Dhanush has advanced features like electronic gun-laying and navigation-based sighting systems, on-board ballistic computation and a higher range
The Indian Army is set to induct the first indigenously designed and developed Dhanush 155/45 calibre towed gun system on 8 April 2019. First six of the long-range Dhanush artillery gun, also known as ‘Desi Bofors’, will be inducted out of the total procurement order of 110 guns.
After the induction of K-9 Vajra and the M-777 ultra-light howitzers, Dhanush is the third type of artillery gun to be inducted in the army, and will significantly add to its firepower. A new generation towed artillery gun, the artillery gun can be employed in all types of terrain and has far better upgraded features over the existing Bofors that it will be replacing. The mechanical upgrade has enabled the gun to fire standard NATO 155 mm ammunition and accommodate the bi-modular charge system (BMCS), increasing its range.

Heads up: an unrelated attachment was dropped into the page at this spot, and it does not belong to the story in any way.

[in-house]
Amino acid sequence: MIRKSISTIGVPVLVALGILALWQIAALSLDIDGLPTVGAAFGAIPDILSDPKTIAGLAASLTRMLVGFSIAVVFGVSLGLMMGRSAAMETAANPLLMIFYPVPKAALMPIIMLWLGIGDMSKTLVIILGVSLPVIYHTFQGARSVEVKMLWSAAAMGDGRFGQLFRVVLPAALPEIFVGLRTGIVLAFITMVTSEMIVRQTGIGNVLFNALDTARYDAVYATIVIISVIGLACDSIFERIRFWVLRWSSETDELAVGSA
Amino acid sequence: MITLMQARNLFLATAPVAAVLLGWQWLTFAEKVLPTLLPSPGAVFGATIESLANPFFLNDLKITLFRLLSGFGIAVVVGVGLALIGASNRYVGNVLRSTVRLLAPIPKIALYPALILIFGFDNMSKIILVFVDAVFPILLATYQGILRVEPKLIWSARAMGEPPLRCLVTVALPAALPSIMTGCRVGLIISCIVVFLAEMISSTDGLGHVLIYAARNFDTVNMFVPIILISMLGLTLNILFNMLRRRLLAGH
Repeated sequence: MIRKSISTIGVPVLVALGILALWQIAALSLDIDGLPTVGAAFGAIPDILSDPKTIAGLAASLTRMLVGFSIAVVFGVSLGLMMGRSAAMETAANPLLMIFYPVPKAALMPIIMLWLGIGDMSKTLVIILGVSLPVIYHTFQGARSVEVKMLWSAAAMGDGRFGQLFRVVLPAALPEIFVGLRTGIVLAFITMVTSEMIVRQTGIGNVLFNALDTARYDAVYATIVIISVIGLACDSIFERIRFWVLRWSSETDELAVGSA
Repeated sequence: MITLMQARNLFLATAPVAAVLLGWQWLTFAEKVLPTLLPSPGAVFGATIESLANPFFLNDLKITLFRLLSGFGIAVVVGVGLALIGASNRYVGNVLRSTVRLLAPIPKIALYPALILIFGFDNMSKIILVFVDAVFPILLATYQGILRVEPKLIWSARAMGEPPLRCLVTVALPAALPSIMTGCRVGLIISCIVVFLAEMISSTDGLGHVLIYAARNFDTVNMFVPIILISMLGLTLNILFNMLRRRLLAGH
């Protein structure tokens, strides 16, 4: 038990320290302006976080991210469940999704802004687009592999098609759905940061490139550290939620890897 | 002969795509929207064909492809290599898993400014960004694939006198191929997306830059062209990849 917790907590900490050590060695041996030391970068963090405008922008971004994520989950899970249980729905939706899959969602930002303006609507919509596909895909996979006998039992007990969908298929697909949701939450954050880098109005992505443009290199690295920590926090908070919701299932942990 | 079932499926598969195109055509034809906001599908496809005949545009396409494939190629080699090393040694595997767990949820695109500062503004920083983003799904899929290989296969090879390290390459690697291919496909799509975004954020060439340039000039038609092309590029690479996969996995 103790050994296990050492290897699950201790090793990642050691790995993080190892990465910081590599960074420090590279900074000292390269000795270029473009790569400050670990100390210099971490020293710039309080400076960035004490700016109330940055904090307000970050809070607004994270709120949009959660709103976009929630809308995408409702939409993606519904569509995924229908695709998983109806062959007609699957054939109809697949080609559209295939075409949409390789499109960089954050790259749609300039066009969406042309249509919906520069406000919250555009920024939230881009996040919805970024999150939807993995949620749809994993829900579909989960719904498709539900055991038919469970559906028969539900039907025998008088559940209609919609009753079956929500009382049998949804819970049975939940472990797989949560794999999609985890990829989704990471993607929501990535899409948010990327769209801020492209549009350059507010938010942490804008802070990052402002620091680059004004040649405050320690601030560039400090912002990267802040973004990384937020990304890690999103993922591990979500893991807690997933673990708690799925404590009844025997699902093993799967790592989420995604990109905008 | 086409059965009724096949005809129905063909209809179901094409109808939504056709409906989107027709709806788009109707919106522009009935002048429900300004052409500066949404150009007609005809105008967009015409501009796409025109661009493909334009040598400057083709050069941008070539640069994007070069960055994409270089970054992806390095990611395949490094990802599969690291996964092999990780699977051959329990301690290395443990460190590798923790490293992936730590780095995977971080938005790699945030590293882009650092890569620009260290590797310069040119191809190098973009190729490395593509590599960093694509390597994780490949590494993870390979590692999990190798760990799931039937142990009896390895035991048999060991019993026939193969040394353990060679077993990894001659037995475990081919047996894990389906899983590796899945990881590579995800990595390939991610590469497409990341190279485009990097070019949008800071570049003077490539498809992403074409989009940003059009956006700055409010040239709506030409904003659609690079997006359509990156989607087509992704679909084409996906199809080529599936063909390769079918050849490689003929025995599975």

Based on the designs of Bofors howitzer, which was inducted into the army in Eighties, Dhanush has a hitting range of 38 km, which is higher than the Bofors itself. The Dhanush gun system is manufactured by the Jabalpur-based Gun Carriage Factory (GCF), and according to the defence ministry officials, each of the 155-mm gun costs about Rs 14.50 crore and each shell costs Rs one lakh.
Besides the Ordnance Factory Board, the Dhanush project has been supported by PSUs such as SAIL, BEL, and many private sector companies. The gun system has advanced features like electronic gun-laying and navigation-based sighting systems, on-board ballistic computation, advanced day and night direct-firing system, etc. The Indian Army has reportedly placed an order of more than 110 Dhanush artillery guns with the Ordnance Factory Board.
According to the defence sources, all trail parameters of the gun system have been successful and nearly 5 thousand rounds have been fired during the various internal and user trials in different terrains. The gun was developed by OFB Kolkata on the basis of the first phase of the technology transfer under Bofors gun deal, which couldn’t be completed because of a major political row that had ensued over alleged kickback involved in the deal.